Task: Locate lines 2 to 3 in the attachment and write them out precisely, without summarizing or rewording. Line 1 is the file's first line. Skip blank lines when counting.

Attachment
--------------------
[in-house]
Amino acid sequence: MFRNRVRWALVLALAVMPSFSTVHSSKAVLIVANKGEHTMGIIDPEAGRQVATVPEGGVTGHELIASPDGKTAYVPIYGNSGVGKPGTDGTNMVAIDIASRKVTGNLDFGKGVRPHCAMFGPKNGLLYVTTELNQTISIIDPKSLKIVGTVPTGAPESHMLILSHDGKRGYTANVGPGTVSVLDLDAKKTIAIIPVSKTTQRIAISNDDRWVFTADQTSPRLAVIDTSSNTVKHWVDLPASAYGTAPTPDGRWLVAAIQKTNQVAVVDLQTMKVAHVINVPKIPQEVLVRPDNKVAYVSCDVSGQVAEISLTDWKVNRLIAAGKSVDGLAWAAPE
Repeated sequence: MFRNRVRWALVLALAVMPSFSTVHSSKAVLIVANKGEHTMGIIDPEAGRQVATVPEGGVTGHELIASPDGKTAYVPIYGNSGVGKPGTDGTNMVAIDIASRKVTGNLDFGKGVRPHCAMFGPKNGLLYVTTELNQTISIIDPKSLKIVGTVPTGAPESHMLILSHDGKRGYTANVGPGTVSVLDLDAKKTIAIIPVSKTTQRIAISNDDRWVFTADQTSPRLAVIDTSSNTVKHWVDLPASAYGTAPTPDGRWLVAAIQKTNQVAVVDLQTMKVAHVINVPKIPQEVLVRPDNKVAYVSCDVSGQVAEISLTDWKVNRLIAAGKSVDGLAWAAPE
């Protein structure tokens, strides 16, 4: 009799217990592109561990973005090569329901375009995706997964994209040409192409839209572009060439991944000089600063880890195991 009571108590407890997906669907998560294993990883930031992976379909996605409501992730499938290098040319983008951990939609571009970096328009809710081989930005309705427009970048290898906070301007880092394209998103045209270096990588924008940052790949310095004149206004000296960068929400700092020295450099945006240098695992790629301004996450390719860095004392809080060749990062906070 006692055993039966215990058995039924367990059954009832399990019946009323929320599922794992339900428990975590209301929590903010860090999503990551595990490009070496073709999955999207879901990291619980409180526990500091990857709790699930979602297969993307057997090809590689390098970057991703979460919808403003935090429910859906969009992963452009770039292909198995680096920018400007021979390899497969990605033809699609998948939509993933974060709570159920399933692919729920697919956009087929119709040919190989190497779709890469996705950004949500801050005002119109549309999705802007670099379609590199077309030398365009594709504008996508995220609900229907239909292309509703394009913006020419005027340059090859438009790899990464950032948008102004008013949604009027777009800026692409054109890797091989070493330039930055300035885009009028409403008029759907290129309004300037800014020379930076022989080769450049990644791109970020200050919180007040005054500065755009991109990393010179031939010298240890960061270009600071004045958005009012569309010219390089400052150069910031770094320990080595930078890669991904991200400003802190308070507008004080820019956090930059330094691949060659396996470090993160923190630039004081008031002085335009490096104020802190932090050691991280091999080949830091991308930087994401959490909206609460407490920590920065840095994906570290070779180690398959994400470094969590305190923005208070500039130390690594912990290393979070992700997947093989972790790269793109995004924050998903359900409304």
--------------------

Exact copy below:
Amino acid sequence: MFRNRVRWALVLALAVMPSFSTVHSSKAVLIVANKGEHTMGIIDPEAGRQVATVPEGGVTGHELIASPDGKTAYVPIYGNSGVGKPGTDGTNMVAIDIASRKVTGNLDFGKGVRPHCAMFGPKNGLLYVTTELNQTISIIDPKSLKIVGTVPTGAPESHMLILSHDGKRGYTANVGPGTVSVLDLDAKKTIAIIPVSKTTQRIAISNDDRWVFTADQTSPRLAVIDTSSNTVKHWVDLPASAYGTAPTPDGRWLVAAIQKTNQVAVVDLQTMKVAHVINVPKIPQEVLVRPDNKVAYVSCDVSGQVAEISLTDWKVNRLIAAGKSVDGLAWAAPE
Repeated sequence: MFRNRVRWALVLALAVMPSFSTVHSSKAVLIVANKGEHTMGIIDPEAGRQVATVPEGGVTGHELIASPDGKTAYVPIYGNSGVGKPGTDGTNMVAIDIASRKVTGNLDFGKGVRPHCAMFGPKNGLLYVTTELNQTISIIDPKSLKIVGTVPTGAPESHMLILSHDGKRGYTANVGPGTVSVLDLDAKKTIAIIPVSKTTQRIAISNDDRWVFTADQTSPRLAVIDTSSNTVKHWVDLPASAYGTAPTPDGRWLVAAIQKTNQVAVVDLQTMKVAHVINVPKIPQEVLVRPDNKVAYVSCDVSGQVAEISLTDWKVNRLIAAGKSVDGLAWAAPE